Symphony No. 7: Claudio Abbado made several recordings of Mahler symphonies with the Chicago Symphony Orchestra when he was their Principal Guest Conductor; including this highly regarded one of the seventh.
Symphony No. 8: While Abbado was guest conducting in Chicago, their Music Director was Sir Georg Solti, who also led his fair share of Mahler, including this legendary performance of the eighth symphony.
Das Lied von der Erde (Song of the Earth): This piece could have easily been named by the composer as his ninth symphony. He apparently was afraid to do so in light of several other famous composers having died after completing their ninth, including, most famously, Beethoven. But he held off and wound up dying anyway after finishing his next major work, which he did call his Symphony No. 9. The great maestro, Otto Klemperer, leads it here with the New Philharmonia Orchestra, mezzo-soprano Christa Ludwig, and tenor Fritz Wunderlich.
Symphony No. 9: Conductor Bernard Haitink, who I posted on following his passing a few months ago, was a longtime advocate of Mahler’s music. Here he is leading his Concertgebouw Orchestra of Amsterdam in the ninth symphony on Christmas Day, 1987.
Bruckner composed two student symphonies, numbered 0 and 00. I’m skipping over those, as well as the first and second symphonies, which aren’t performed nearly as often as numbers 3-9.
Symphony No. 3: The German conductor Eugen Jochum may have spent as much time studying and conducting Bruckner’s symphonies as any of the great maestros. Here he is with the Staatskapelle Dresden from one of his two complete Bruckner symphony cycles on record.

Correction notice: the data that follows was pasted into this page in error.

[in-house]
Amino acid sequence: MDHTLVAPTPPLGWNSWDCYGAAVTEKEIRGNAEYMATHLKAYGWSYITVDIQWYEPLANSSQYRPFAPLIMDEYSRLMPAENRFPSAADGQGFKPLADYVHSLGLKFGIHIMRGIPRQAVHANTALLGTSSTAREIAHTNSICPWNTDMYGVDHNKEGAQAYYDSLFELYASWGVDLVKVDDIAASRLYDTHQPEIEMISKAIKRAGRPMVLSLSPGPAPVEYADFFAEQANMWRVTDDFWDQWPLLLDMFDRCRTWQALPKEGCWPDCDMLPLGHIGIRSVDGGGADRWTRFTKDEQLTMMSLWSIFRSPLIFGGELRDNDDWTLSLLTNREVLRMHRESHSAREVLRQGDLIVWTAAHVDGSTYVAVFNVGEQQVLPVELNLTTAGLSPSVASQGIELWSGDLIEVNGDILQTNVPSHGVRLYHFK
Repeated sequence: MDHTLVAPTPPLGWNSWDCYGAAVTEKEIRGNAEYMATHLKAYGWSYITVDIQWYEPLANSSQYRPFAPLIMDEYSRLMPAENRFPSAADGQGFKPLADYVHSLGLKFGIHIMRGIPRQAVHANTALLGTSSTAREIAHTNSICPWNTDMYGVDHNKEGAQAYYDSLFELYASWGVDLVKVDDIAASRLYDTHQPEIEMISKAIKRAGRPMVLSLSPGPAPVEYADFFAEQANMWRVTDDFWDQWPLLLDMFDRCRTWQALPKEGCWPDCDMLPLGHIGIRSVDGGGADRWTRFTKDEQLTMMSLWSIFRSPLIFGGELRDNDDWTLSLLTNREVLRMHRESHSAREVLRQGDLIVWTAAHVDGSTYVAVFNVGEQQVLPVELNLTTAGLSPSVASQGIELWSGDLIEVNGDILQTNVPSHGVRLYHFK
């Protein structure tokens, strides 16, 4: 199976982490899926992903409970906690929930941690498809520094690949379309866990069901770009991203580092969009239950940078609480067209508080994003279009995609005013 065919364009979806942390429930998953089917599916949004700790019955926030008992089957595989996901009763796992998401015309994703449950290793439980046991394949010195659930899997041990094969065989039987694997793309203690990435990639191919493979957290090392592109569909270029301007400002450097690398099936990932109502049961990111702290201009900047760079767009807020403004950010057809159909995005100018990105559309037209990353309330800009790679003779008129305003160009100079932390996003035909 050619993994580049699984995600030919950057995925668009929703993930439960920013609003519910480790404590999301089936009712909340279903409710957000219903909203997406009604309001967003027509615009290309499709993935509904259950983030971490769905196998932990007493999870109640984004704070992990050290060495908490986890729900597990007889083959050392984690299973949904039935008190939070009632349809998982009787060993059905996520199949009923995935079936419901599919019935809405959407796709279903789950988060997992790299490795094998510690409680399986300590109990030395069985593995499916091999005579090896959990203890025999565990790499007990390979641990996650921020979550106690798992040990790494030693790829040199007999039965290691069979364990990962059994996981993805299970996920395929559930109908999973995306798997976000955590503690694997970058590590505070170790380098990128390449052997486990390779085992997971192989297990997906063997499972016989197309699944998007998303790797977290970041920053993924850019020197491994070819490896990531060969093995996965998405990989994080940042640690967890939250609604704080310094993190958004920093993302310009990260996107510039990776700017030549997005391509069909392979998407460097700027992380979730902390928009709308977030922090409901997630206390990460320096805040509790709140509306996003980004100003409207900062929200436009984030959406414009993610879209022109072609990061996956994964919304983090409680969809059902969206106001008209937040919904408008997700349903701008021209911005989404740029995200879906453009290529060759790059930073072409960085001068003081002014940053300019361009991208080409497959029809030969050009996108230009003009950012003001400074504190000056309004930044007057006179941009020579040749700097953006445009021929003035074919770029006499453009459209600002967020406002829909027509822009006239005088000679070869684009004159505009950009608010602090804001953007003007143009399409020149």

Symphony No. 4: The fourth is one of the most popular and frequently performed Bruckner symphonies. There are two great recordings of it led by Claudio Abbado. Here he is with the Vienna Philharmonic.
Symphony No. 5: The conductor can make a huge difference in these symphonies. Here, Eugen Jochum returns, this time in a live 1986 performance with the Royal Concertgebouw Orchestra of Amsterdam, that lasts about 83 minutes. There are others that are in the neighborhood of 70 minutes. I love Jochum’s broad tempos.
Symphony No. 6: Although the sixth is perhaps less popular than 4 and 7-9, it was the first Bruckner symphony that I really came to love. And my single favorite recording of any of the symphonies may be this one of the sixth by Sergiu Celibidache and the Munich Philharmonic Orchestra.
Symphony No. 7: Another of the most popular Bruckner symphonies is the seventh. Like Jochum, Herbert von Karajan made numerous Bruckner recordings over the course of his storied career, including several of the seventh. Here is his final recording, with the Vienna Philharmonic.
Symphony No. 8: The eighth is my own favorite Bruckner symphony and one of my favorite symphonies by any composer. Here, again, is Herbert von Karajan with the Vienna Philharmonic. The performance was given at the St. Florian Monastery in Austria, where Bruckner was a choirboy, then an organist and music teacher.
Symphony No. 9: Bruckner was another composer who never made it to Symphony No. 10. In fact, he had only completed the first three of an assumed four movements for his ninth when he passed away. While there have been fourth movements composed by several composers and performed by various orchestras and conductors, only the three movements that Bruckner finished are usually played. And here they are in a classic recording by Carlo Maria Giulini and the Vienna Philharmonic Orchestra. To me, this is what a Bruckner orchestra should sound like.
I urge anyone who has thought about exploring the music of either or both composers to give some of these performances a shot. I think you’ll find it a rewarding and emotionally satisfying experience.
I may return with more recommendations for the music of other notable composers in the coming months. Mahler and Bruckner seemed like a good place to start in light of the dominant position their music has come to occupy in major concert halls around the world.